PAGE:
I loved the City of Ember so I decided to listen to the sequel. I absolutely loved the storyline but the reader was horrible. It sounded like she was twenty feet away, and I have great headphone, so that wasn't the problem. There was also static and she had a horrible voice.
A nice story for kids - I'd say targetted at about the 11 year old set - makes for a good listen in the car for them.
This is book 2 of 4 in the "Ember" series which describes a post-apocalyptic earth in hopeful terms. I like that part of the series' approach, though the overall style can be a little pedantic (in my adult opinion) for moral lessons. However, the target audience is juvenile readers so I think the clarity and overt description of moral connections is likely appropriate. All middle and elementary schoolers I have spoken to about this book have really enjoyed it.
SPOILER ALERT: This book starts out roughly where The City of Ember (book 1) leaves off, giving a satisfying story of how the people of Ember struggle to learn about a new world. New words for new concepts are a nice touch, and describing the difficulties that two groups of people with different frames of reference have in relating to each other is educational.
Prize-winning Poet, Composer and Lyricist.
The City of Ember is the first book and The People of Sparks is the second.
The People of Sparks are "put upon" by more than the whole population of their own town when 417 people arrive in one day, all needing shelter and food and water. Good intentions wear thin with hardship and the reader is shown the difficulty of both sets of people. The argument for difficulty and impossible expectations are well defined and so reasonable it's easy to see how any of us would feel the same in either position.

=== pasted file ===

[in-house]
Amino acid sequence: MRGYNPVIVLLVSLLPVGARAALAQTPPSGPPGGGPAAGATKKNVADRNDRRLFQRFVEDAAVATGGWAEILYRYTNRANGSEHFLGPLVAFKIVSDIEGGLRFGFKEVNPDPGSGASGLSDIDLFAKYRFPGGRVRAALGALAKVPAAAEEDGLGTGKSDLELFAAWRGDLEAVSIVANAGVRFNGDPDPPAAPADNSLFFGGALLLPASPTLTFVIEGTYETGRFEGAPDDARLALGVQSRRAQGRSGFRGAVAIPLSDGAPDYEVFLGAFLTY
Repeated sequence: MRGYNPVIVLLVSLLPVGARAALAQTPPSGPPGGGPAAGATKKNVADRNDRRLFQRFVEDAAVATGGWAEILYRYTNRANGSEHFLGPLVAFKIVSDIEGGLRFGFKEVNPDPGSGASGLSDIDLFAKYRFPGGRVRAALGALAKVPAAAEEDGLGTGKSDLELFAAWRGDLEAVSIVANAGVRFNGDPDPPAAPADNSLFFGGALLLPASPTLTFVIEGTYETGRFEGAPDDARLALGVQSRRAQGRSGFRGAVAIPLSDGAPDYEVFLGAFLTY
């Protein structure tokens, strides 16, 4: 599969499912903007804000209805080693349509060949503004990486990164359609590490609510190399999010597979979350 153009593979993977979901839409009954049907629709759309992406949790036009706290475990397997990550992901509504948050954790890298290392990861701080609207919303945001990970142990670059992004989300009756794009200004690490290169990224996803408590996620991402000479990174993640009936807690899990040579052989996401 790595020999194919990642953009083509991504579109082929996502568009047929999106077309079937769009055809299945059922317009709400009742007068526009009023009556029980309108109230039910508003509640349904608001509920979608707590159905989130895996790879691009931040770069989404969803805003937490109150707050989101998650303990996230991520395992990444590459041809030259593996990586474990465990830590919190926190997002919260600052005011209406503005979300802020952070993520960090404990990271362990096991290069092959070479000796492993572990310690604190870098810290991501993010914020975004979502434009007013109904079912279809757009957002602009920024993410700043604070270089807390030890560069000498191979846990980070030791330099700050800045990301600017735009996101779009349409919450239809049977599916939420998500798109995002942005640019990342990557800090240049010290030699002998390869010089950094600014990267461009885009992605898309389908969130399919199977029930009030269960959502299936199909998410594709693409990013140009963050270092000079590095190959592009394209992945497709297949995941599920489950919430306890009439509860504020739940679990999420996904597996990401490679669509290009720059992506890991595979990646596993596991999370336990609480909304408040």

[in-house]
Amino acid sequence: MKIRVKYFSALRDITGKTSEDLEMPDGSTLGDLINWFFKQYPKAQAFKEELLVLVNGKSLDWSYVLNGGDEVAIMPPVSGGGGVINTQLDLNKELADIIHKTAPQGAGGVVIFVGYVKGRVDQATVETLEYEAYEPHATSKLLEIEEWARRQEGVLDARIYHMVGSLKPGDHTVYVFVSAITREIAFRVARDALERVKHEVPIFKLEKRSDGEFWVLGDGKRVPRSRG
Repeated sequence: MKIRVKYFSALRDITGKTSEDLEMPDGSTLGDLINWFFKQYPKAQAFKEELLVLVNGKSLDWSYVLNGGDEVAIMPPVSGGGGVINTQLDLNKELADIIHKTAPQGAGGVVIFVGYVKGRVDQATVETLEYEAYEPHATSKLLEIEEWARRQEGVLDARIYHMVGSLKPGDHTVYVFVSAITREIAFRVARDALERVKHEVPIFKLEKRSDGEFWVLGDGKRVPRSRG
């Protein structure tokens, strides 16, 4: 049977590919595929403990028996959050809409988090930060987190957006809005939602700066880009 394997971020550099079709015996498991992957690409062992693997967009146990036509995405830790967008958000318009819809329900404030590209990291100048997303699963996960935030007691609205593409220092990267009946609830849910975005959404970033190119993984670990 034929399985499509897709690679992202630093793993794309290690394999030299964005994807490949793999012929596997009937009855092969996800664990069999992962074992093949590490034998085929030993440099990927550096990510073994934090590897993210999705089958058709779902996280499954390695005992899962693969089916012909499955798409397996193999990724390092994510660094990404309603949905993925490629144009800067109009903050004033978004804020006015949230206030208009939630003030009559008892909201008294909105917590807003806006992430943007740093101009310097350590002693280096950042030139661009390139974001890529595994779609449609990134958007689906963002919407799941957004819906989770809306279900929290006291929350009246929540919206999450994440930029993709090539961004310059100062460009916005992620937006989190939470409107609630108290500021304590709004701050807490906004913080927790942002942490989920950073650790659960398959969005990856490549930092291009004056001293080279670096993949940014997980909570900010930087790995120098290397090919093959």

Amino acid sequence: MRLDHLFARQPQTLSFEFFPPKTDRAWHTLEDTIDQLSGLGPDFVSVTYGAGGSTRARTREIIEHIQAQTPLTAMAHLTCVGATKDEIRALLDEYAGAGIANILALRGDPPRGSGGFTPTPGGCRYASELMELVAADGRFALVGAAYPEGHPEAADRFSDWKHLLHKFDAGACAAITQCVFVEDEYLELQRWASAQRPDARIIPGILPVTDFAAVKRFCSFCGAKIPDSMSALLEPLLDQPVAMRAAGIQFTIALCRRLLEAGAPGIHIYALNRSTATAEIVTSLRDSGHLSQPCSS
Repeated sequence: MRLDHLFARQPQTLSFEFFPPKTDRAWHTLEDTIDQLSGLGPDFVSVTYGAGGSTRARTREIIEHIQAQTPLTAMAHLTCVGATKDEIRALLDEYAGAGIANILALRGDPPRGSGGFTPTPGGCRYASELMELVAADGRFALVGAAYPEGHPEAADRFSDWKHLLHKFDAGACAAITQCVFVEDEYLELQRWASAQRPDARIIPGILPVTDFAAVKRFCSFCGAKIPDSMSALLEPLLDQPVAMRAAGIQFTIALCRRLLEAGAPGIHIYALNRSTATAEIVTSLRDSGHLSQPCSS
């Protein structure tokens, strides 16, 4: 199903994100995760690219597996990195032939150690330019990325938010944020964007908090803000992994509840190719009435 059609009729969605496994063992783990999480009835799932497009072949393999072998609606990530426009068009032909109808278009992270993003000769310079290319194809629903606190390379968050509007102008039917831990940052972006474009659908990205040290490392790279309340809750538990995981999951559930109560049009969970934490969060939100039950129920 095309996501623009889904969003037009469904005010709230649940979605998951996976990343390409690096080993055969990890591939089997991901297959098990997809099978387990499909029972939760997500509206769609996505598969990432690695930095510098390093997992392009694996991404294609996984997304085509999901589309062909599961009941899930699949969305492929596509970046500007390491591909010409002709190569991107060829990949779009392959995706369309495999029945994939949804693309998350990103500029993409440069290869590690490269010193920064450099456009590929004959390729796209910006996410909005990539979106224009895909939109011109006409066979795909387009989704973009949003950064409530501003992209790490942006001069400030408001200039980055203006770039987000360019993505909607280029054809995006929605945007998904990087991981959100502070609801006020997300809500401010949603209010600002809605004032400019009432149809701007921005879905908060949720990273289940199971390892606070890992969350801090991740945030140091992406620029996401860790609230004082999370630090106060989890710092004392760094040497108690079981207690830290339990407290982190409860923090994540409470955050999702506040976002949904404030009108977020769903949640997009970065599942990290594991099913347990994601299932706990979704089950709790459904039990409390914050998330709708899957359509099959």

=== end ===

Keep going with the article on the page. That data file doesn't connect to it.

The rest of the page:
This story also teaches how wars start -- on a small scale. It shows that people do not have to be evil in order to have both misunderstanding and fear coalesce into a dangerous mob without much to urge it on.
It is also a story of forgiveness and courage, as well as the way to stop war.
Taken together this is far more than just a story of a post-apocalyptic world. There is not much description of the "Disaster" though it is simply explained. The astonishing thing about these two books is the depth of wisdom and insight about people. How we function, how we respond to uncertainty, strangers, new places, and how easy it is to believe that our own way of life is the only way, even if it isn't the best way.
This story is written from and seen through the eyes of children between the ages of about 9 to 13 and has the resulting success of answering all the questions the reader would have.
Wendy Dillon's voice is soothing as well as flexible. Her rendition of the different people is almost unnoticeable it is so smoothly done.
This is an amazing book when combined with it's predecessor The City of Ember. If I could give my grandchild only 2 books, I would give him these two.
"a review by des (11 years old)"
i really enjoyed this book, it is set in the future but not a modern and shiny future but where things have gone wrong and technology has gone back instead of forward.
the characters are well described and you get to know them well and care for them. i would have rated this book 5 stars but i didn't quite like the narrator's voice she sounds rather old and it spoils some of the younger chatacters a bit.
"Good part 2"
Having listened to City of Ember I was keen to get this sequel, and wasn't disappointed. Not quite as good as the first, but if you did enjoy the first I would recommend getting this one too.
This is a superb story for kids and a blunt metaphor for the human condition (war and the consequences thereof). The narrators american drawl is quite acceptable. Great value, stronly recommended